But in the DATA step case, it tells SAS to create 2 temporary dummy variables: first.permno and last.permno.  These variables tell you whether the record in hand is the first or last record for a given PERMNO.  As a result, the “if last.permno” statement is an obviously easy way to avoid wrongly getting a NEXT_PRC value from the subsequent PERMNO.

However the technique of “if last.permno ...” and “if end_of_have ...” won’t hold up if you need a lead of 2 periods or more.  That will require a somewhat different approach.

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Posted: 18 August 2012 08:23 PM   [ Ignore ]   [ # 3 ]
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If you’ve read the earlier parts of this thread but you want (say) leads of the PRC and VOL variables for 1 through 3 periods (call them prc1, prc2, prc3, and vol1, vol2, vol3), taken from a data set sorted by PERMNO, DATE, then you need another approach, like this:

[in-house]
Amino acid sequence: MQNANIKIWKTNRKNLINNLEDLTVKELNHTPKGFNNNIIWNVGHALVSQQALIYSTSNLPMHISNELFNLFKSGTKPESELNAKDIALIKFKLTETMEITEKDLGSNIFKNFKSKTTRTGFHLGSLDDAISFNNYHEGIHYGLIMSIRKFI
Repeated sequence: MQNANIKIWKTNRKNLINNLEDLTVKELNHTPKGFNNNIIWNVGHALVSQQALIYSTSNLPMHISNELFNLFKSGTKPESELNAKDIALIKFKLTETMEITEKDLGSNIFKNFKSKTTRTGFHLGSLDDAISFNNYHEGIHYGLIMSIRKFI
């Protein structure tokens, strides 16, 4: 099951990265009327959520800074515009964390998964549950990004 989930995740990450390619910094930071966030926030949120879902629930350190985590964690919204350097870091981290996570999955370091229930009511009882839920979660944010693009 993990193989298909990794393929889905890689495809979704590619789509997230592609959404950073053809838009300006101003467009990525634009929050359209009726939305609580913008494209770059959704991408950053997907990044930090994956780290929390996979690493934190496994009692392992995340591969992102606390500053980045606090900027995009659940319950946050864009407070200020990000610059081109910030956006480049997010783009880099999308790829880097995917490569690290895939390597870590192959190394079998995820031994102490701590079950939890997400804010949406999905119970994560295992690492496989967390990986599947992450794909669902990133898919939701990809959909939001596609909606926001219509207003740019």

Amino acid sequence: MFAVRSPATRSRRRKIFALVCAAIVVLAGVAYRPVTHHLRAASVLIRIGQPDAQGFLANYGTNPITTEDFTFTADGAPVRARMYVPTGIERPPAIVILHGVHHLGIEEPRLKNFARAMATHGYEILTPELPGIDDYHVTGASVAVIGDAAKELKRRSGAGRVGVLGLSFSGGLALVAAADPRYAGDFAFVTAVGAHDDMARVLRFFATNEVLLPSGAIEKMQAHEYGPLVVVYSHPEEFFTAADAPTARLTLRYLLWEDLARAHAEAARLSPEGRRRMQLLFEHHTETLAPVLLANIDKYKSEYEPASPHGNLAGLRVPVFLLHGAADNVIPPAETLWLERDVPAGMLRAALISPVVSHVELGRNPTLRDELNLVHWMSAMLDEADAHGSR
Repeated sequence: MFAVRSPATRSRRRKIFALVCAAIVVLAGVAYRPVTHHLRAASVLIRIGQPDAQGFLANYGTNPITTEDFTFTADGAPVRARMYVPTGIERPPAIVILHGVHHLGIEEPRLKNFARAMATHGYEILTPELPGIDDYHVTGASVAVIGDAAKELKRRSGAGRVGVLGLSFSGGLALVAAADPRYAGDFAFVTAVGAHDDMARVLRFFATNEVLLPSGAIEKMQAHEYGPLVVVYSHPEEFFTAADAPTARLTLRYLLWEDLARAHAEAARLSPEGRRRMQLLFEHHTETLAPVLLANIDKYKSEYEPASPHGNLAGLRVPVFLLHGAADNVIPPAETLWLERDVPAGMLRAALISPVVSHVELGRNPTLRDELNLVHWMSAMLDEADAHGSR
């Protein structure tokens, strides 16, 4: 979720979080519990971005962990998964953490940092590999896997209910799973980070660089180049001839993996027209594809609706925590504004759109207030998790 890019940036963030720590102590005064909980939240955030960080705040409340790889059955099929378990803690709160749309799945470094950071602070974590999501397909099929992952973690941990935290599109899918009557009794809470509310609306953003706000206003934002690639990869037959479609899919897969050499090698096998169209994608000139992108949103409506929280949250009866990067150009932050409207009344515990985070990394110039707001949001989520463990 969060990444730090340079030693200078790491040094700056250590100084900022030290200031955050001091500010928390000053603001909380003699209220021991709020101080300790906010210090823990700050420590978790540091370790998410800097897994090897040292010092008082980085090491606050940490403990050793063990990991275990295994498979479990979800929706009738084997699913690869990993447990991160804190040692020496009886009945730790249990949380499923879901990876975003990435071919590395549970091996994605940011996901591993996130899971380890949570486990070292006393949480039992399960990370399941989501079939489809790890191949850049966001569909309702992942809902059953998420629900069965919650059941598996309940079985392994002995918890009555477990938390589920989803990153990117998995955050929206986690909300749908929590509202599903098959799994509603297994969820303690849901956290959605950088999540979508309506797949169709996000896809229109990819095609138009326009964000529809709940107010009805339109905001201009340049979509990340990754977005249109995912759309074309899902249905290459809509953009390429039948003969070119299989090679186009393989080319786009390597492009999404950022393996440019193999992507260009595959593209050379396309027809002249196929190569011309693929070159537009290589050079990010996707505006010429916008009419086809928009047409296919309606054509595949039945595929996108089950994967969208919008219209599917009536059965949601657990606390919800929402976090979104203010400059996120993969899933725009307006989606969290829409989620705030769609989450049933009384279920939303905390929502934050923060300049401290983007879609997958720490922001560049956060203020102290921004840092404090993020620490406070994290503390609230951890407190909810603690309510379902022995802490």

data want (drop=_p:);
  
set have nobs=nrecs;
  
by permno;

  if 
_n_<= nrecs-1 then set have (firstobs=2 keep=permno prc vol rename=(permno=_p1 prc=prc1 vol=vol1));
  else 
_p1=.;
  if 
_n_<= nrecs-2 then set have (firstobs=3 keep=permno prc vol rename=(permno=_p2 prc=prc2 vol=vol2));
  else 
_p2=.;
  if 
_n_<= nrecs-3 then set have (firstobs=4 keep=permno prc vol rename=(permno=_p3 prc=prc3 vol=vol3));
  else 
_p3=.;

  array 
id {*} _p1-_p3;
  array 
pr {*} prc1-prc3;
  array 
vl {*} vol1-vol3;

  do 
I=1 to dim(id);
    if 
id{I}^=permno then do;
      
pr{I}=.;
      
vl{I}=.;
    
end;
  
end;
  
drop I;
run

This program has one additional SET statement for each lead period, using progressively larger FIRSTOBS values.  Using the “last.permno” technique above won’t be sufficient in this case, since it is not adequate for timely resetting of 2-period (or longer) leads.